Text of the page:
The classic example here is the power of 99. Uneven price points, such as those that end in .99 appeal to buyers’ familiarity with sale pricing. They associate the number with discounts. In other cases, a price like $5.67 stands out because it plays with shopper expectations. They expect round numbers or .99 prices, not uneven numbers.

Bottles of wine with price tags

Price Elasticity and Pricing Strategy

It’s one thing to know the pricing strategies at your disposal, but it’s also crucial to understand how price and consumer demand depend on one another.

The Price Elasticity of Demand is a concept from economics that measures how the quantity demanded of a product changes as its price changes. According to the most basic form of this model, as prices increase, the quantity demanded decreases and vice versa.

The “elasticity” comes into play when we examine to what degree quantity demanded drops when prices increase, or how it increases when prices rise.

If your prices increase but the quantity demanded stays the same, you can say your product has an inelastic demand. People will buy it regardless of price fluctuations. Likewise, if an increase in price causes a decrease in quantity demanded, the demand for the product is elastic.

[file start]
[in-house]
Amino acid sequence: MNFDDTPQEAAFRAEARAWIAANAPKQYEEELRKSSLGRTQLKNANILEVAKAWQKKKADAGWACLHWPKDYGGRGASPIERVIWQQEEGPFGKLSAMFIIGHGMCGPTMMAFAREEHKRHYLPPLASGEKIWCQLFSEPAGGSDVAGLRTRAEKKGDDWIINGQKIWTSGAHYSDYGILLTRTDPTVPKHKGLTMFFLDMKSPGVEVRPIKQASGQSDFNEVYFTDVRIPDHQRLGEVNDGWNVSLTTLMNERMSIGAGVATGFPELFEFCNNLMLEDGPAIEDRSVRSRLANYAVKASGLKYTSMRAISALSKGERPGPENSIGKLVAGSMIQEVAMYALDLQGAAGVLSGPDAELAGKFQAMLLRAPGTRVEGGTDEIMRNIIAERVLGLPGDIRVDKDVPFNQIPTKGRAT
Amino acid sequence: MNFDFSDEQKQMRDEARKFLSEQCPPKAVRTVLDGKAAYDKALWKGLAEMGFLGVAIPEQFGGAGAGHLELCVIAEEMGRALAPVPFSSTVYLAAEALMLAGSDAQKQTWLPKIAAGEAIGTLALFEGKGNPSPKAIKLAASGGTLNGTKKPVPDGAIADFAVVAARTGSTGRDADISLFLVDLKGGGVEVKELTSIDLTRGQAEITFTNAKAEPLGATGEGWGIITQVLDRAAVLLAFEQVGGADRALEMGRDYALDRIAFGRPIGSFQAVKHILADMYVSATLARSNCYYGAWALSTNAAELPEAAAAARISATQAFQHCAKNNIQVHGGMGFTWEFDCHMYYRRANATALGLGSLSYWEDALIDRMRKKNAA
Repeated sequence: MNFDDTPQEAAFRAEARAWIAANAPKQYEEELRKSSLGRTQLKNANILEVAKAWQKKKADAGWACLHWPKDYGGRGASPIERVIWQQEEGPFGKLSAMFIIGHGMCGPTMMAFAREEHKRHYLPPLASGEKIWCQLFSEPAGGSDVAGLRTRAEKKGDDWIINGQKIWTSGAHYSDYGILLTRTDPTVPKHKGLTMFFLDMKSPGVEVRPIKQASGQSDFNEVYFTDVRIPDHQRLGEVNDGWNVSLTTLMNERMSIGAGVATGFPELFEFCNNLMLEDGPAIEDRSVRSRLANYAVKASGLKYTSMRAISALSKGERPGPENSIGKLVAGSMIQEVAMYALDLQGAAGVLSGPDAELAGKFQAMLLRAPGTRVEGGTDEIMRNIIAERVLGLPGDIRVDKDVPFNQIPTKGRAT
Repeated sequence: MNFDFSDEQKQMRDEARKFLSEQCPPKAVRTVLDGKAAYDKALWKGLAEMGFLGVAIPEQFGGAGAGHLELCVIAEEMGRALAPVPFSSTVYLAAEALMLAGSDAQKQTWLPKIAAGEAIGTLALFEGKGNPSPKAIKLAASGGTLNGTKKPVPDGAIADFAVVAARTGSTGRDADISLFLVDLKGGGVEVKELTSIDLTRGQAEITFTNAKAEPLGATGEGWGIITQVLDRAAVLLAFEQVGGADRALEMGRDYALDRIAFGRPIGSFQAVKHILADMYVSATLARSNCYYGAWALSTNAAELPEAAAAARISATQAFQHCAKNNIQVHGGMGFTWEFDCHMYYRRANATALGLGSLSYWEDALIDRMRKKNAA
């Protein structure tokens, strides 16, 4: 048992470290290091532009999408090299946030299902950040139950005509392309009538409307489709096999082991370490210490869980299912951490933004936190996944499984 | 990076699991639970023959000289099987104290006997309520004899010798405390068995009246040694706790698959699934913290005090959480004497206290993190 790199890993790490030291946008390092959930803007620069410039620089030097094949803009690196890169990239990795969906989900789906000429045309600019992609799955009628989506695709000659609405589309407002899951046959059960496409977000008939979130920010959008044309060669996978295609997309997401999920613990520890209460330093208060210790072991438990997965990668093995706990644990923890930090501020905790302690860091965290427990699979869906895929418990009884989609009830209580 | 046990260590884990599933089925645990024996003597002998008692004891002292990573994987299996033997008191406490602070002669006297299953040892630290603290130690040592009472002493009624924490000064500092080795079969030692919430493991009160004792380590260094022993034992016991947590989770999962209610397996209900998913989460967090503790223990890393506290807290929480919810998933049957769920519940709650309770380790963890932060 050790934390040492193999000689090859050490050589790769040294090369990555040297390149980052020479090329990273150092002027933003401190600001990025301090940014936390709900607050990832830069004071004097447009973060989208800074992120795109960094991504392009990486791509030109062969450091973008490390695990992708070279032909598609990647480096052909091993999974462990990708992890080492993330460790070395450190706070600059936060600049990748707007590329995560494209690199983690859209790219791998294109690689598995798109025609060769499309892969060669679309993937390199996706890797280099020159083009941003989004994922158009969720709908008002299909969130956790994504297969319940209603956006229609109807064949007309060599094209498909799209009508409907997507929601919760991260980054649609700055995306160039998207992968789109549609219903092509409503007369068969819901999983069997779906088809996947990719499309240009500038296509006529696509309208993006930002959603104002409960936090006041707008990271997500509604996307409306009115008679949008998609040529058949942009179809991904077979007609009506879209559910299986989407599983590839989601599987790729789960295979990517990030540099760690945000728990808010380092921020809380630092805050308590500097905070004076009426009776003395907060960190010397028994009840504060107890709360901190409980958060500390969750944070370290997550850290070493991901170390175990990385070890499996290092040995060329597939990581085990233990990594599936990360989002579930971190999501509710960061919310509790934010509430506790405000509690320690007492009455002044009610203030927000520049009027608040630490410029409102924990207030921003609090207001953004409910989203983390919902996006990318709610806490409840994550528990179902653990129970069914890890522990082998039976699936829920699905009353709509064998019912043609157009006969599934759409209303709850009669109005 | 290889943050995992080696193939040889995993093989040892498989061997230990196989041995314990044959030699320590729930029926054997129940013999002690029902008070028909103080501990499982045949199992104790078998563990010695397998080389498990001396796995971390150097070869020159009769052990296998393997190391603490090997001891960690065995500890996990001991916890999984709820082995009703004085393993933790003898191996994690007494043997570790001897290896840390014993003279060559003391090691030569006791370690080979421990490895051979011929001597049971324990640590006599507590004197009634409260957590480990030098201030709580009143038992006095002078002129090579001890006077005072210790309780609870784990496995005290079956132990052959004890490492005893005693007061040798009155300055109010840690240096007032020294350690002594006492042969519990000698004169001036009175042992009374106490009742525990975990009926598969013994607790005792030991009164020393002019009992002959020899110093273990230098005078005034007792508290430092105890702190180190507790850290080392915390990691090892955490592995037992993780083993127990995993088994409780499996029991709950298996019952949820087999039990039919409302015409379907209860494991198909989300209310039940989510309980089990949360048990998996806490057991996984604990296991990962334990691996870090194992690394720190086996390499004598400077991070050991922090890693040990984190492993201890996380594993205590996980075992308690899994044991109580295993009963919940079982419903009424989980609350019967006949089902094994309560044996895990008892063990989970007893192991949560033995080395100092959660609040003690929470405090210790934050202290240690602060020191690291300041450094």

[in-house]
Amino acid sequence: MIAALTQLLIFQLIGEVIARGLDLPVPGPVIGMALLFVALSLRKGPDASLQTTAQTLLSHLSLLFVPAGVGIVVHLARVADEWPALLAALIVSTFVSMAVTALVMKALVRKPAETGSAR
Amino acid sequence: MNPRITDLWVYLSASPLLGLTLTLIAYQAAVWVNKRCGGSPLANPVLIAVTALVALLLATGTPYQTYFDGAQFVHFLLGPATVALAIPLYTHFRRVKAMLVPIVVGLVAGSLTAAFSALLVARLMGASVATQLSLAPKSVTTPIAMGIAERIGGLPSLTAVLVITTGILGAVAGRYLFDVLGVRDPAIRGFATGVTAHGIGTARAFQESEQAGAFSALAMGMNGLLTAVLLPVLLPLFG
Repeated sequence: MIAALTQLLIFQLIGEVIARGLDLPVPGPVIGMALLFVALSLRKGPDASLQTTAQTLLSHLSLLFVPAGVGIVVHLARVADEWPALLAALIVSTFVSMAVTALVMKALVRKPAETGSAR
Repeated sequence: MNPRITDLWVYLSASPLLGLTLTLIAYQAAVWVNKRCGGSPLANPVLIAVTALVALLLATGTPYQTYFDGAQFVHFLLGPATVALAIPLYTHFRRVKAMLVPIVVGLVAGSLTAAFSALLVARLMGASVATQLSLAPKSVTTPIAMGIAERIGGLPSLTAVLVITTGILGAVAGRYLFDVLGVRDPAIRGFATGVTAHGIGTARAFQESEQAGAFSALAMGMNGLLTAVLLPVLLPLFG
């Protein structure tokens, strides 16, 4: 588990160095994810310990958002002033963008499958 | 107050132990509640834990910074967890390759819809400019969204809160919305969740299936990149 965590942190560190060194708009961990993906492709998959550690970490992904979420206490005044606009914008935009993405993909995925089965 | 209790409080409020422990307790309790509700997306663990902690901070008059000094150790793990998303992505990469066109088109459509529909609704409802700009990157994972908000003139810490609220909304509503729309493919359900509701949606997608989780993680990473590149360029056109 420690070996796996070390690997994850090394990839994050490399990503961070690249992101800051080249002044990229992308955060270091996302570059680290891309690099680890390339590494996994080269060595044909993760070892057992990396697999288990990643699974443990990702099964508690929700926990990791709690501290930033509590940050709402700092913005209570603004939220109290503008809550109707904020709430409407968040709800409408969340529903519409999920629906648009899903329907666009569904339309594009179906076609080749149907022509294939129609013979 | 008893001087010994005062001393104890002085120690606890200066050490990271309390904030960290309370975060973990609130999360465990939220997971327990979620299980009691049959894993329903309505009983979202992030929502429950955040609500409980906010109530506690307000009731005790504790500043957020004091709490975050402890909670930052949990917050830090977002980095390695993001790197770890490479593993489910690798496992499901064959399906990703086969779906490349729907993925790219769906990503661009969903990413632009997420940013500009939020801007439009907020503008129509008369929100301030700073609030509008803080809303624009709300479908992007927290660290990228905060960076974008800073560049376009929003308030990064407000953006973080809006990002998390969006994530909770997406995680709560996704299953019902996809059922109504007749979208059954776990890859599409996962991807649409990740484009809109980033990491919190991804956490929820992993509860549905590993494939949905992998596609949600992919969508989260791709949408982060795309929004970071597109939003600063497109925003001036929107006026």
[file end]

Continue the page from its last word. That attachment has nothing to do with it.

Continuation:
Understanding which group your products fall into has a major impact on your pricing strategy. You aren’t going to try for value-based pricing if you know demand is highly elastic. On the other hand, if you know quantity demanded for your product will rise as its price drops, penetration pricing might be a winning strategy.

Choosing a Pricing Strategy for Long-Term Growth

If you’re wondering, “Which pricing strategy makes sense for my product and market,” it all comes back to what we said at the beginning: It depends on your revenue goals, your brand, the maturity of your product and market, and the elasticity of demand for your products. If your goal is long term growth, you might need to make use of several pricing strategies over the product lifecycle.